But Vicky always resisted. She called Margie a “danger denier,” and waved in Margie’s face the grisly photos of the fatal car crash of years ago.

“Why can’t Margie see and accept facts straight on, as I do?” Vicky wondered to herself. “I simply don’t accept her claim that the costs and benefits of traveling by automobile must be balanced against the costs and benefits of other activities. Cars can kill – and if not kill, leave long-lasting injuries!” Vicky was convinced that every possible reduction in the risk of being harmed by automobiles was worth whatever sacrifices were necessary to achieve that reduction. Why didn’t Margie share this conviction?

Vicky suspected that poor Margie had fallen under the spell of some cult that denies scientific reality.

Despite the growing intellectual separation of the two sisters, they remained in close touch. Fortunately, Margie lived just two floors beneath Vicky in a downtown apartment building, so Margie didn’t have to drive to visit her sister. But Vicky would soon lose even Margie.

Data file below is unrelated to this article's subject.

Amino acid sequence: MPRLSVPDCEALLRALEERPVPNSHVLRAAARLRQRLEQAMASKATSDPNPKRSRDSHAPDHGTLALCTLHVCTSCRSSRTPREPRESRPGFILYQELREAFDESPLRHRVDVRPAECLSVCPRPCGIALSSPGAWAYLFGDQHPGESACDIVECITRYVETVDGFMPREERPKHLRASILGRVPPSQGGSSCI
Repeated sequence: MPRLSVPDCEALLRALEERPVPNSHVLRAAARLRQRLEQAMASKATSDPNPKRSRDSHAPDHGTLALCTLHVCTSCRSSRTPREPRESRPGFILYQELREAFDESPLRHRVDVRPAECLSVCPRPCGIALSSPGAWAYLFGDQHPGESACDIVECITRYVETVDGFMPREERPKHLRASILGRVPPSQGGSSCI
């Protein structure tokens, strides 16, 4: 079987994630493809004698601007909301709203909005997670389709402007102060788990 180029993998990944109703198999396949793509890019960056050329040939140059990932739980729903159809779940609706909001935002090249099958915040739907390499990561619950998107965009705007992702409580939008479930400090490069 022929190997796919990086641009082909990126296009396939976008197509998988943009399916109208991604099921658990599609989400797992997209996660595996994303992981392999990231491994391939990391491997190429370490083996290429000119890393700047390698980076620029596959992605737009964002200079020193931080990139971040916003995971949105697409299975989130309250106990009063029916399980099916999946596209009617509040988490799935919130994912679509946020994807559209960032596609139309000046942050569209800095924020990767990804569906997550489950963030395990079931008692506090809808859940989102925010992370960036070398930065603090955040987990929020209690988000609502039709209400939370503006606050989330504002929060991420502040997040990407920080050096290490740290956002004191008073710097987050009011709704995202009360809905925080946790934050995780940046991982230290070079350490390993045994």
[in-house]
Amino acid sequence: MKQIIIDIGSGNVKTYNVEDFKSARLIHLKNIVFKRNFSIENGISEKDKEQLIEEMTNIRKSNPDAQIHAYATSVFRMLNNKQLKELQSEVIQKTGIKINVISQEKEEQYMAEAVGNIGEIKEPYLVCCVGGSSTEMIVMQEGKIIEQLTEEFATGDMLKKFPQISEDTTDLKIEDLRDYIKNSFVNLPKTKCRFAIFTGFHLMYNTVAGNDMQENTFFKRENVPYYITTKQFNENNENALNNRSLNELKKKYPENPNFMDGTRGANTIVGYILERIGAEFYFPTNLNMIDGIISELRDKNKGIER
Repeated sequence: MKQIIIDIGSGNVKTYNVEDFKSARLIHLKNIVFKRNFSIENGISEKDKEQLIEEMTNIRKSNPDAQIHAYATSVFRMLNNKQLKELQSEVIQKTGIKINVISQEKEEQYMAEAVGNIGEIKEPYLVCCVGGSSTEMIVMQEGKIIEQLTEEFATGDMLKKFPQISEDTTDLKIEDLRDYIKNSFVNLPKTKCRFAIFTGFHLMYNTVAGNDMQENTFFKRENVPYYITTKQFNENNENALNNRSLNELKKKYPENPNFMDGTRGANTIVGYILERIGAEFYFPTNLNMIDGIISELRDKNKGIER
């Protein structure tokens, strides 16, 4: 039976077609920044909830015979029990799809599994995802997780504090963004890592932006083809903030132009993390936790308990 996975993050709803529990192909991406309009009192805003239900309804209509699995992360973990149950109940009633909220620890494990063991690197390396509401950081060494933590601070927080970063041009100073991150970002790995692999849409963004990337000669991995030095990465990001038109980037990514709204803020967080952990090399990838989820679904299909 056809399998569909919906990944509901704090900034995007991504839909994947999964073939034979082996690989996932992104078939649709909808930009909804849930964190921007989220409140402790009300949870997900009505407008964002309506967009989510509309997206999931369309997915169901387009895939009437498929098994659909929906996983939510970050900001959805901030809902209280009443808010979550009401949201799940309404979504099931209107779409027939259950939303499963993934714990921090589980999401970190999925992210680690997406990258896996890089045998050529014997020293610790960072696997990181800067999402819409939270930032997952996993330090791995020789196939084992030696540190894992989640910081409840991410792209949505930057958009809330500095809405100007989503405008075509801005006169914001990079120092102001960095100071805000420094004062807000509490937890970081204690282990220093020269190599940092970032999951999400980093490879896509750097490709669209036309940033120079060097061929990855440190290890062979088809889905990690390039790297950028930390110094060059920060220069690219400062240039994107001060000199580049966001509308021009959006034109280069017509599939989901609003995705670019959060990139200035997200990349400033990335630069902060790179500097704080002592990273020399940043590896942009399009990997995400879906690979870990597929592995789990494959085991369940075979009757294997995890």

Margie became increasingly irritated by Vicky’s refusal, because of fear of being struck by a passing car or bus, to walk outside. Fetching Vicky’s groceries and laundry wore on Margie – as did Vicky’s demand that Margie walk only along streets with minimal traffic and, as much as possible, in alleyways. Yet Margie couldn’t bring herself to abandon her sister.

One evening, while visiting Vicky in her apartment, Margie suddenly collapsed. Grasping her chest, Margie managed to sputter out the words “heart attack.” Vicky turned white with fear. She jumped around frantically but pointlessly, trying to figure out how to help her sister who lay on the floor in distress.

“Nine-one-one,” Margie managed to say.

“What?” asked Vicky. “I didn’t hear you.”

Margie repeated, in obvious pain, “nine-one-one.”

Vicky froze and for a few moments silently stared out the window. Then she replied firmly: “No. No. No my darling sister, I can’t. I won’t. If I call 9-1-1 they’ll send an ambulance and you might die in a crash while being driven to the hospital. I would never forgive myself for being complicit in your death.”